In the 1st International Symposium on Science and Technology, organized by the Department of Science and Technology (DOST), in partnership with the Philippine Council for Health Research and Development (PCHRD), sir Richard Roberts narrated how his love for Science was nurtured and his journey to winning the Nobel Prize in the Field of Physiology or Medicine.
Even at a young age, Roberts demonstrated an inquisitive nature, which his parents fostered and supported. His father gave him a book entitled “How I Became a Detective” and also helped build a makeshift chemistry lab for Sir Roberts. His mother on the other hand tutored him at a very young age that made him a passionate reader especially books in chemistry. His school’s headmaster at the City of Bath Boys’ School would also give him little mathematical puzzles which started his lifelong love of logic and mathematics.
Aside from supportive parents, Sir Richard Roberts was fortunate in meeting good mentors. During his time at Sheffield University, Sir Roberts met Kazu Kurosawa, a post doctorate from Japan, who helped him to finish his thesis in one year. This freed up his schedule to learn more and explore the world. After finishing the book, The Thread of Life by John Kendrew, he knew he found his calling in molecular biology that fueled his drive to pursue the field. He explained that we should never limit ourselves to our curriculum and never worry about changing fields. Sir Roberts advised the audience, “Follow your heart; if you find something you love, you can always make a career out of it.”
When the time came to do his postdoctorate, Sir Roberts applied to different labs but only Jack Strominger, who worked as a professor in Wisconsin took him in. At first, Roberts thought he was going to Wisconsin but after Strominger was appointed a professor at Harvard, it led to his fruitful stint at Harvard where he expanded his knowledge in ribonucleic acid sequencing.
After finishing his postdoctorate fellow in Harvard, he began working at the Cold Spring Laboratory in New York where he found his new passion in nucleic tie sequences. His expertise on the matter led him in discovering something that only he and one other scientist, Philip A. Sharp of the Massachusetts Institute of Technology (MIT), saw in 1977. Their discovery on split genes landed them both the Nobel Prize in Medicine in 1993.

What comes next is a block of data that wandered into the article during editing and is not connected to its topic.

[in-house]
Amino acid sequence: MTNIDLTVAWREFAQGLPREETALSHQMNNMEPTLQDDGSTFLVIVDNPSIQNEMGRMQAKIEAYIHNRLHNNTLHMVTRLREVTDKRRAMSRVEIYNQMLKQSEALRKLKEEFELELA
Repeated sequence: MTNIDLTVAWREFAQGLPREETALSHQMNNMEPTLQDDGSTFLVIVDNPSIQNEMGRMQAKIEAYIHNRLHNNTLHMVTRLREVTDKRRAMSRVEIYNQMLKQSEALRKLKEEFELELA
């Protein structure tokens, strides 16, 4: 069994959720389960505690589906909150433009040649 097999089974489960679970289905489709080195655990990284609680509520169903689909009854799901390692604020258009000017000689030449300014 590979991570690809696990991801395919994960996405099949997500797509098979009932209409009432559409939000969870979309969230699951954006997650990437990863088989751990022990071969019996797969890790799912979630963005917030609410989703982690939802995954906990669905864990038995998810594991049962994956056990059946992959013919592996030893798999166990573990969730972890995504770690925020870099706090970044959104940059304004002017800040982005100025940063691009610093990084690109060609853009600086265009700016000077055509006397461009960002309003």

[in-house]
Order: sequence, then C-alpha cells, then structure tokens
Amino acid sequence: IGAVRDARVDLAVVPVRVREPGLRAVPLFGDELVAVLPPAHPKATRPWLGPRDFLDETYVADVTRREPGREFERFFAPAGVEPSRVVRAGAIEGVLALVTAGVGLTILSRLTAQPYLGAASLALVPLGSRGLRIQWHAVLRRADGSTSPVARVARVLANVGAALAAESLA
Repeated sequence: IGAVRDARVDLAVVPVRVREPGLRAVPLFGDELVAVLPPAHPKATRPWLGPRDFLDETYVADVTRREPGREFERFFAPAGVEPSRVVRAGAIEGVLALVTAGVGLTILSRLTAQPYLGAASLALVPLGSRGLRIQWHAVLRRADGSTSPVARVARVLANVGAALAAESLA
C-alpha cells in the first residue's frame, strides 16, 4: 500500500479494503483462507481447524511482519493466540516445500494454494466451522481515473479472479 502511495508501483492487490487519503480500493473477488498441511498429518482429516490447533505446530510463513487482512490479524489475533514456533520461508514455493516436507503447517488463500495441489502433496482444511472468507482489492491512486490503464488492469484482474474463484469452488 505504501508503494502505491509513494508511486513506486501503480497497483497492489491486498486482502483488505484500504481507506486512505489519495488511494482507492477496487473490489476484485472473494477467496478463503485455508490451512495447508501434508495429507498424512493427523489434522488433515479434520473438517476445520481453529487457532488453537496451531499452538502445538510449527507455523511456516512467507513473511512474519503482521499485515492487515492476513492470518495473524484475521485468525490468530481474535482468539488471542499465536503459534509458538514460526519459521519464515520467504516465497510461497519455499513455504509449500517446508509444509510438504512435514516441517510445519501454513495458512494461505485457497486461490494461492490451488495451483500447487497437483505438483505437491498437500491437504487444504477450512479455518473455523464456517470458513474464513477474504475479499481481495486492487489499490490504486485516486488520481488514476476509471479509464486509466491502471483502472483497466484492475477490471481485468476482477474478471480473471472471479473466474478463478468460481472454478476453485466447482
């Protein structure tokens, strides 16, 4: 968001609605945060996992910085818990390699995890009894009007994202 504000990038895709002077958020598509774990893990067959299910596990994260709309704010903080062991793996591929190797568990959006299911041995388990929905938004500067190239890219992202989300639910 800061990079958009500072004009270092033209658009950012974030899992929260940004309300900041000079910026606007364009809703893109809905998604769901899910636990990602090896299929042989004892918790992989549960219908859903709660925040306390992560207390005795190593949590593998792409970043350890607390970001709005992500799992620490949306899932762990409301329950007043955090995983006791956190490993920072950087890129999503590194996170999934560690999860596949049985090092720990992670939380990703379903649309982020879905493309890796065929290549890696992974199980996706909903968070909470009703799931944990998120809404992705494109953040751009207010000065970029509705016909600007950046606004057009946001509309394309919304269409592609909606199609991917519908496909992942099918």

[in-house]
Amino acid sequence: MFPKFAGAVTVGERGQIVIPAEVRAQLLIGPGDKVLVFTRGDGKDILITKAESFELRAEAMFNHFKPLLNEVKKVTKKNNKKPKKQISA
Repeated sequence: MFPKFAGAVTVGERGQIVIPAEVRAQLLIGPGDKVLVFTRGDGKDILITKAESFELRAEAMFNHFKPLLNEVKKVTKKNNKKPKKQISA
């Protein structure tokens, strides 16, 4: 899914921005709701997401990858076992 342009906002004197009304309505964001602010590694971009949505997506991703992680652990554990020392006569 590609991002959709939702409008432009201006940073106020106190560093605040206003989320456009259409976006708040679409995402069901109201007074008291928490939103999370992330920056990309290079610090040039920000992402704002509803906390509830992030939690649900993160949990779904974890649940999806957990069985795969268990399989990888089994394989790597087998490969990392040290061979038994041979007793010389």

When asked what are his secrets in becoming a Nobel knight, Sir Richard Roberts, , would humbly say that he’s just got lucky for winning the award. Sir Roberts is a firm believer that people make their own luck by being prepared when an opportunity arises. The harder you work and prepare for such opportunities, the more you realize that you have luck on your side.
Sir Roberts revealed an incident where he lost a big snooker tournament to a man who would later become a good friend who told him, “when you have a piece of luck and you don’t take advantage of it, you’re a fool. Everybody has luck and you shouldn’t be afraid to take advantage and make the most of it.” These events helped shape a life of love for science and an appreciation of luck. Sir Roberts encouraged everyone to take advantage of luck; otherwise, what then would be the point of having it in the first place? Furthermore, he revealed that having interest in science at an early stage, obtaining good mentorship throughout his career, putting in hard work, and taking advantage of luck is what ultimately landed him the Nobel Prize.
The first International Symposium on Science and Technology is a post activity of the 14th National Biotechnology Week 2018 last 19 November 2018 at the Philippine International Convention Center (PICC), Pasay City.
- Written by Catherine Joy C. Dimailig